Point (EE): The Patriots were installed as heavy favorites in Week 1 last year in Foxboro, only to lose outright to an upstart Kansas City team on their way to 5-0. I have a hard time believing they’ll come out that way again this season. Additionally, while Deshaun Watson’s rookie season was very encouraging, some of his accuracy numbers and supporting cast data would suggest that this number is a big short based on his statistical outlier of a seven-game rookie campaign.
Counterpoint (GC): Tom Brady showed up to the Met Gala looking like a man ready to perform magic tricks throughout the 2018 season, and his first may need to be delaying Deshaun Watson’s recovery. Watson’s overall grade last season (75.1 – 30th) is skewed by a tumultuous start, but he earned top 10 game grades in three of his last four starts and ranked first in big-time throw for the season. There remains no one on this planet who can cover DeAndre Hopkins (90.6 – fourth) and the Watson-Hopkins combo generated a 133.4 passer rating on clean pocket throws last season, best among current QB-WR duos.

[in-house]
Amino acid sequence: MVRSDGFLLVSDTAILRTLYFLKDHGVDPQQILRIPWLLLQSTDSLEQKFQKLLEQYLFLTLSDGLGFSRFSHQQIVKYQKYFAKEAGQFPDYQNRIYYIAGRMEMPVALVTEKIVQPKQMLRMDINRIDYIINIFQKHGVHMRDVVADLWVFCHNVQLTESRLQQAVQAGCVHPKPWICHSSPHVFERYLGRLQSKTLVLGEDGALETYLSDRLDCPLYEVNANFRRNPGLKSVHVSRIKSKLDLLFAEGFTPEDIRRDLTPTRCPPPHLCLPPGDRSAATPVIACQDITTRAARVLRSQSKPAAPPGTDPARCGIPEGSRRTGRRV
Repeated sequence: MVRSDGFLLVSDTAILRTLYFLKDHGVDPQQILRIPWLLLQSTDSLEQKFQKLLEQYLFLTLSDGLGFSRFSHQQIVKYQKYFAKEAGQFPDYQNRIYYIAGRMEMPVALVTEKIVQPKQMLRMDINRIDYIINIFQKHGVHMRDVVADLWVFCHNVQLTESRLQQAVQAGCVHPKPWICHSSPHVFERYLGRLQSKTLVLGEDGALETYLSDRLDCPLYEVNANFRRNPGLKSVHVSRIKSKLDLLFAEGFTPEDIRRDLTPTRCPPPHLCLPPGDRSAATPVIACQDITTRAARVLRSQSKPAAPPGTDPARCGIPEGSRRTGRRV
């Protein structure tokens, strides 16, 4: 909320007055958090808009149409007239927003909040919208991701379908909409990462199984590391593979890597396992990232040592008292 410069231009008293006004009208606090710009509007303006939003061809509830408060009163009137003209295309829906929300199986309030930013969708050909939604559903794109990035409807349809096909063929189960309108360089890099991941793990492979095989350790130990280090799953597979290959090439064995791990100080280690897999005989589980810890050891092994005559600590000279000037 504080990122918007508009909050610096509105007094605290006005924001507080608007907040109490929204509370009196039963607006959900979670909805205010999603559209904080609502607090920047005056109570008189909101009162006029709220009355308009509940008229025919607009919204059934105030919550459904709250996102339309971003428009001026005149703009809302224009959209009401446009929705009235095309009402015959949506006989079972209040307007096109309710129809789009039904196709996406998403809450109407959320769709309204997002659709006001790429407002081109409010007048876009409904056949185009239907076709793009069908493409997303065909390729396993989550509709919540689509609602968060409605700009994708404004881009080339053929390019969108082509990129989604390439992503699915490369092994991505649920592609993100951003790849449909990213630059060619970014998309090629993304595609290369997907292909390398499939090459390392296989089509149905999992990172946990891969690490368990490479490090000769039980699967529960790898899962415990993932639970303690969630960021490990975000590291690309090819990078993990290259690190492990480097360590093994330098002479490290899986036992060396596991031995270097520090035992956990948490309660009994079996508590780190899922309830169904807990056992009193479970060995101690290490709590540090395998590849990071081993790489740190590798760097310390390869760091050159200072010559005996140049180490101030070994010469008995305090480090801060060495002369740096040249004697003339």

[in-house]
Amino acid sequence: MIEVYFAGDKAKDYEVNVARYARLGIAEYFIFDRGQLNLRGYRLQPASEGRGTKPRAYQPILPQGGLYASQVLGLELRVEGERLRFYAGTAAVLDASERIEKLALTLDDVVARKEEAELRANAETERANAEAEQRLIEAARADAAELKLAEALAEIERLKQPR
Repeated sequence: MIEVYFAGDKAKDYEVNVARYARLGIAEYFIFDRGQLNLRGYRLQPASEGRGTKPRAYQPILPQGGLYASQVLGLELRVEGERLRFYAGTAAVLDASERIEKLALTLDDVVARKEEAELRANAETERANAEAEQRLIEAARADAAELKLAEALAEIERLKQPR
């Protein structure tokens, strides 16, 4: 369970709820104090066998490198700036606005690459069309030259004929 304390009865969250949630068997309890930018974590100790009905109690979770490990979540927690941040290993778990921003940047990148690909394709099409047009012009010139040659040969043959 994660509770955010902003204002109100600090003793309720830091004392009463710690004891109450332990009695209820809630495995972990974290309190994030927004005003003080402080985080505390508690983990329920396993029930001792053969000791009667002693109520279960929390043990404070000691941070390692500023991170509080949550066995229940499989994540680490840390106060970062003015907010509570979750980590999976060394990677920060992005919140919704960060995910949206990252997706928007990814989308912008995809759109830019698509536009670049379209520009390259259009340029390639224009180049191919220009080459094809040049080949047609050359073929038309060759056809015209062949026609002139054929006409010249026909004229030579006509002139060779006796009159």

Jacksonville at New York Giants UNDER 44
Point (GC): How many minutes of offensive futility before the New York faithful turns angry? The over/under is set at 7.5. The good news for Giants fans is that the Jaguars allowed a passer rating of 103.5 to running backs last year (10th-highest). The bad news for everyone hoping that Saquon Barkley is going to turn the Giants around is that targeting a running back generates half the value (using expected points added) compared to targets to wide receivers and tight ends. The Jaguars will have the most valuable non-quarterback in the NFL in Jalen Ramsey (91.8 – third) on one side and A.J. Bouye (88.0 – 12th) on the other waiting to take advantage of any Eli Manning mistake. Manning wasn’t particularly excellent last season – he ranked 32nd in grade from a clean pocket and 33rd in grade when pressured. The return of Odell Beckham Jr. should certainly help but this is probably the stiffest competition he could possibly face in a return.